Compulsive behaviors consist of pathological repetitive behaviors executed despite negative consequences. They are a core feature of various neuropsychiatric disorders, including obsessive–compulsive disorder (OCD). Increasing evidence in studies of neuropsychiatric disorders with repetitive behaviors points toward malfunctioning corticobasal ganglia circuits, which are key players in the formation and regulation of actions1,2. In particular, altered frontostriatal circuits including the orbitofrontal cortex (OFC) and its primary striatal input site have been observed in OCD patients3,4, as well as in rodent models expressing pathological repetitive behaviors, including, in particular, pathologically frequent self-grooming5,6,7. Electrical deep brain stimulation (DBS) of these striatal areas has proven efficient in reducing symptoms of OCD patients8. Striatal hyperactivity has surfaced as one of the prominent physiological characteristics during compulsive episodes6,7,9, and the reduction of striatal activity correlates with symptom alleviation in OCD patients10,11. However, the neuronal abnormalities that underlie this striatal hyperactivity in compulsive behaviors remain to be characterized. Under normal conditions, fast-spiking PVIs receive strong afferents from the cortex and regulate the activity of striatal medium spiny neurons (MSN) through a powerful feedforward inhibition, given their earlier and low activation threshold relative to MSN10,12,13,14,15. These physiological properties have been proposed to adapt and regulate behavioral output via the orchestration and tuning of MSN activity16,17,18,19. Postmortem studies in patients and mouse models suffering from pathological repetitive behaviors have reported a consistent decrease in PVI density in medial striatal areas20,21,22,23. This previous evidence suggests a crucial link between decreased PVI function and pathological repetitive behaviors, but a causal link has been lacking to date. To study the contributions of PVI in regulating compulsive behaviors, we used the Sapap3-KO mouse model that displays compulsive-like self-grooming, striatal hyperactivity and a decreased density of PVI in medial striatal areas6,24,25. To prove and precisely define their role in the emergence of transient and spontaneous compulsive-like self-grooming behaviors, we have established a closed-loop (CL) optogenetic approach with a real-time response system triggered by the detection of a reliable, symptom-predictive biomarker.


Striatal PVI control compulsive-like grooming behavior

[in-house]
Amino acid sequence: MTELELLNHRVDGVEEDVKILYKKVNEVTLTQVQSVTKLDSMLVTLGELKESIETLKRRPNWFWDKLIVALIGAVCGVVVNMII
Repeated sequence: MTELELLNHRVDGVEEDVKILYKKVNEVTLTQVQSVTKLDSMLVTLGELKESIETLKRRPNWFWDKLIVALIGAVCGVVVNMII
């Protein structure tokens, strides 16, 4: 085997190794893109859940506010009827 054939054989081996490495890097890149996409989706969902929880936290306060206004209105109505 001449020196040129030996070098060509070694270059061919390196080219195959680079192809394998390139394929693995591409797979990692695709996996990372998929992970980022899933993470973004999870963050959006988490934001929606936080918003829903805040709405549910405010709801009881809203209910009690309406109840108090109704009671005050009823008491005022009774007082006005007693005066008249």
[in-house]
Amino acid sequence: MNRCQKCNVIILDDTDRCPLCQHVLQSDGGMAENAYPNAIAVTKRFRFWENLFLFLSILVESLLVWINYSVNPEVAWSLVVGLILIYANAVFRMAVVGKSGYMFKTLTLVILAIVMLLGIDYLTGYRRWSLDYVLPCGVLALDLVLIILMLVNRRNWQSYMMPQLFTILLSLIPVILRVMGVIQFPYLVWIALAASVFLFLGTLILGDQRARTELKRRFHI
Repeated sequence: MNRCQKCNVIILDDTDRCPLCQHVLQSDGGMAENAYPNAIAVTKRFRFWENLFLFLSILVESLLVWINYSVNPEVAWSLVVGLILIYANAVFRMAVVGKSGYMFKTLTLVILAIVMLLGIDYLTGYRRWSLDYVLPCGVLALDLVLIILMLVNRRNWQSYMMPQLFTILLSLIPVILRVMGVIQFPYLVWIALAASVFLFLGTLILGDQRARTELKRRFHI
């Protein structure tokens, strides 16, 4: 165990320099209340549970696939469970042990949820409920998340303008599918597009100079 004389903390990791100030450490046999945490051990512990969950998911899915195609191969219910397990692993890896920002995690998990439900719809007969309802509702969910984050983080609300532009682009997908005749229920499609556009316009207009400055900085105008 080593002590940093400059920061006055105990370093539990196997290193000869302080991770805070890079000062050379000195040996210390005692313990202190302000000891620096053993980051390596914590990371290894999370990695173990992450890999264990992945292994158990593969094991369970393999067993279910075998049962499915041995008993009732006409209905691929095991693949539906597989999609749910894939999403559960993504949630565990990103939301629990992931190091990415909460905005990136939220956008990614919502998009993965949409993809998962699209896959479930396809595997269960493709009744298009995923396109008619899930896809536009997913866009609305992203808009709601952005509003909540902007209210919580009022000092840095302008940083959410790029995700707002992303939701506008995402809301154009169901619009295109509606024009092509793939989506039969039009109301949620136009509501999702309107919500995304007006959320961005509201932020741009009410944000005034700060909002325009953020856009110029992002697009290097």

We injected Sapap3−/−::PVCre/Wt (Sapap3-KO/PVCre) mice (n = 10) bilaterally with a Cre-dependent adeno-associated viral vector expressing channelrhodopsin-2 (AAV5-hChR2(H134R)-mCherry) into the striatal areas receiving input from the lateral OFC (Fig. 1a,b)26,27,28,29,30. Bilateral implantation of optic fibers at the injection site allowed us to selectively recruit PVIs in the targeted striatal area (Fig. 1c and Supplementary Fig. 1) via a customized implant designed for simultaneous optogenetic neuromodulation and in vivo electrophysiology (Supplementary Fig. 2a–e). We videoed naïve freely moving Sapap3-KO/PVCre mice on three separate days while delivering optogenetic stimulation (5-ms pulses at 20 Hz, 10 mW). The experimental paradigm consisted of a 10- to 15-min habituation period, followed by ten alternating trials of 3 min of active blue-light stimulation (ON) and 3 min without blue-light stimulation (OFF; Fig. 1d). During periods of PVI optogenetic activation, Sapap3-KO/PVCre mice exhibited a significant 55.8% decrease in grooming bouts and 46.25% decrease in the experimental time spent grooming (Wilcoxon matched-pairs signed-rank tests, PON–OFF, onsets = 0.004, PON–OFF, duration = 0.002), reducing their grooming activity to levels comparable with those of wild-type (WT) baselines (Mann–Whitney test, Ponsets = 0.93, Pduration = 0.78) (Fig. 1e,f). This effect was consistent across trials (upper panels; Fig. 1e,f) and sessions (generalized linear mixed model (GLMM)—Type II Wald chi-square test: Chisqonsets = 6.913, d.f.onsets = 1, Ponsets = 0.009; ChisqON–OFF duration = 18,848, d.f.ON–OFF duration = 1, PON–OFF, duration < 0.0001) (lower panels; Fig. 1e,f and Extended Data Fig. 1a,b). On the contrary, under the same protocol, age-matched control groups including Sapap3-KO/PVCre mice expressing a virus with a fluorescent reporter only (AAV5-mCherry) (n = 6) and WT (Sapap3+/+::PVCre/wt) expressing hChR2-mCherry (n = 5) did not decrease their grooming activity significantly during the blue-light stimulation trials (Wilcoxon matched-pairs signed-rank test: Sapap3-KO/PVCre expressing mCherry: PON–OFF, onsets = 1, PON–OFF, duration = 0.31; WT mice expressing hChR2-mCherry: PON–OFF, onsets = 0.81, PON–OFF, duration = 0.81) (Fig. 1e,f). We looked at individual grooming bouts to further understand the reduction in grooming activity upon optogenetic excitation of striatal PVI in Sapap3-KO/PVCre expressing hChR2-mCherry. We found that the average duration of individual grooming events was consistent between ON and OFF trials (Fig. 1g; n = 10 animals, averaged across three sessions and five ON–OFF trials per session; Wilcoxon matched-pairs signed-rank tests, P = 0.21). Hence, the overall decrease in grooming duration (Fig. 1f) cannot be explained by a reduction in the duration of individual grooming events, but rather by a reduction in the number of grooming bout initiations. In contrast to the observed decrease in self-grooming behavior in Sapap3-KO/PVCre mice during ON stimulation periods, general activity (Wilcoxon matched-pairs signed-rank tests, PON–OFF = 0.13), phases of low and high activity (Wilcoxon matched-pairs signed-rank tests: PON–OFF, low = 0.56; PON–OFF, high = 0.13), walking behavior (Wilcoxon matched-pairs signed-rank tests: PON–OFF, number walking events = 0.27; PON–OFF, relative time spent walking = 0.7) and repetitive behaviors other than self-grooming remained unaltered (Wilcoxon matched-pairs signed-rank tests: PON–OFF, number scratching events = 0.58; PON–OFF, relative time spent scratching = 0.43) (Fig. 2a–e and Extended Data Fig. 2a,b). Our findings show that selective stimulation of striatal PVI activity alleviates excessive self-grooming whereas other behaviors remained unaltered. In particular, striatal PVI stimulation reduces the number of grooming onsets (GO), suggesting their implication in regulating grooming initiations.